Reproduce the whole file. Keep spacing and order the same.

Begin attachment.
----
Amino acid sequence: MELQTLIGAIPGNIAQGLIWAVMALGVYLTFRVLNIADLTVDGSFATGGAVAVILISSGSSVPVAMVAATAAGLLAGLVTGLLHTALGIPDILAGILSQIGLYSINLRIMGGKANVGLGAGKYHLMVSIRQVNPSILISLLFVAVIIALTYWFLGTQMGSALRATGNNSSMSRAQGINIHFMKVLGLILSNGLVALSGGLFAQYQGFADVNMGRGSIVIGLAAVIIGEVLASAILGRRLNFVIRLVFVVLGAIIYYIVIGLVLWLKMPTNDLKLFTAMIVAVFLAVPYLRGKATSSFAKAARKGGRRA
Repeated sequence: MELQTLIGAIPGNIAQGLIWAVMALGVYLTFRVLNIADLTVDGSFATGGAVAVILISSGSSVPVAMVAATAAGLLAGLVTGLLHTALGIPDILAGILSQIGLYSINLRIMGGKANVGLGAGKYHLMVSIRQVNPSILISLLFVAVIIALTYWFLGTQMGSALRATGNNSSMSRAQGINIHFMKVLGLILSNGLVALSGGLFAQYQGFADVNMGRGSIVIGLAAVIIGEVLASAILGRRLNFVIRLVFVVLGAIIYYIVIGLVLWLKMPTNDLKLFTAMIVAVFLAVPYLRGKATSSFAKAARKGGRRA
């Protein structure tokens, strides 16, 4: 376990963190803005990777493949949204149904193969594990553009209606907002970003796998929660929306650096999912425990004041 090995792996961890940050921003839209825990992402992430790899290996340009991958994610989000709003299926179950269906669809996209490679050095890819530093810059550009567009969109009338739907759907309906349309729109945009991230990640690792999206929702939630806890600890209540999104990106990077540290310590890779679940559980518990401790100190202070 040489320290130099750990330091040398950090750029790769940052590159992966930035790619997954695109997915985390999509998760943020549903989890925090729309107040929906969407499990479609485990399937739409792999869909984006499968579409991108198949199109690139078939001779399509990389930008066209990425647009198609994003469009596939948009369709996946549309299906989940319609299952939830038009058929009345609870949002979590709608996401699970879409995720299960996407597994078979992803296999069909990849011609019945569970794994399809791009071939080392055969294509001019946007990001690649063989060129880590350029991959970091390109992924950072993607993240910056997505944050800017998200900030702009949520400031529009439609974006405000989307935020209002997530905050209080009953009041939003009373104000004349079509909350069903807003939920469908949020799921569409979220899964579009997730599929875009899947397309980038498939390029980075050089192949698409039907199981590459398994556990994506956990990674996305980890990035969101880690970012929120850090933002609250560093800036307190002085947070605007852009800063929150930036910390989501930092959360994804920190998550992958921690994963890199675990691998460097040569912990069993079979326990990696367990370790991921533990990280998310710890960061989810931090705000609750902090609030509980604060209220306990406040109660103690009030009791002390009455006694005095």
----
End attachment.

Amino acid sequence: MELQTLIGAIPGNIAQGLIWAVMALGVYLTFRVLNIADLTVDGSFATGGAVAVILISSGSSVPVAMVAATAAGLLAGLVTGLLHTALGIPDILAGILSQIGLYSINLRIMGGKANVGLGAGKYHLMVSIRQVNPSILISLLFVAVIIALTYWFLGTQMGSALRATGNNSSMSRAQGINIHFMKVLGLILSNGLVALSGGLFAQYQGFADVNMGRGSIVIGLAAVIIGEVLASAILGRRLNFVIRLVFVVLGAIIYYIVIGLVLWLKMPTNDLKLFTAMIVAVFLAVPYLRGKATSSFAKAARKGGRRA
Repeated sequence: MELQTLIGAIPGNIAQGLIWAVMALGVYLTFRVLNIADLTVDGSFATGGAVAVILISSGSSVPVAMVAATAAGLLAGLVTGLLHTALGIPDILAGILSQIGLYSINLRIMGGKANVGLGAGKYHLMVSIRQVNPSILISLLFVAVIIALTYWFLGTQMGSALRATGNNSSMSRAQGINIHFMKVLGLILSNGLVALSGGLFAQYQGFADVNMGRGSIVIGLAAVIIGEVLASAILGRRLNFVIRLVFVVLGAIIYYIVIGLVLWLKMPTNDLKLFTAMIVAVFLAVPYLRGKATSSFAKAARKGGRRA
């Protein structure tokens, strides 16, 4: 376990963190803005990777493949949204149904193969594990553009209606907002970003796998929660929306650096999912425990004041 090995792996961890940050921003839209825990992402992430790899290996340009991958994610989000709003299926179950269906669809996209490679050095890819530093810059550009567009969109009338739907759907309906349309729109945009991230990640690792999206929702939630806890600890209540999104990106990077540290310590890779679940559980518990401790100190202070 040489320290130099750990330091040398950090750029790769940052590159992966930035790619997954695109997915985390999509998760943020549903989890925090729309107040929906969407499990479609485990399937739409792999869909984006499968579409991108198949199109690139078939001779399509990389930008066209990425647009198609994003469009596939948009369709996946549309299906989940319609299952939830038009058929009345609870949002979590709608996401699970879409995720299960996407597994078979992803296999069909990849011609019945569970794994399809791009071939080392055969294509001019946007990001690649063989060129880590350029991959970091390109992924950072993607993240910056997505944050800017998200900030702009949520400031529009439609974006405000989307935020209002997530905050209080009953009041939003009373104000004349079509909350069903807003939920469908949020799921569409979220899964579009997730599929875009899947397309980038498939390029980075050089192949698409039907199981590459398994556990994506956990990674996305980890990035969101880690970012929120850090933002609250560093800036307190002085947070605007852009800063929150930036910390989501930092959360994804920190998550992958921690994963890199675990691998460097040569912990069993079979326990990696367990370790991921533990990280998310710890960061989810931090705000609750902090609030509980604060209220306990406040109660103690009030009791002390009455006694005095």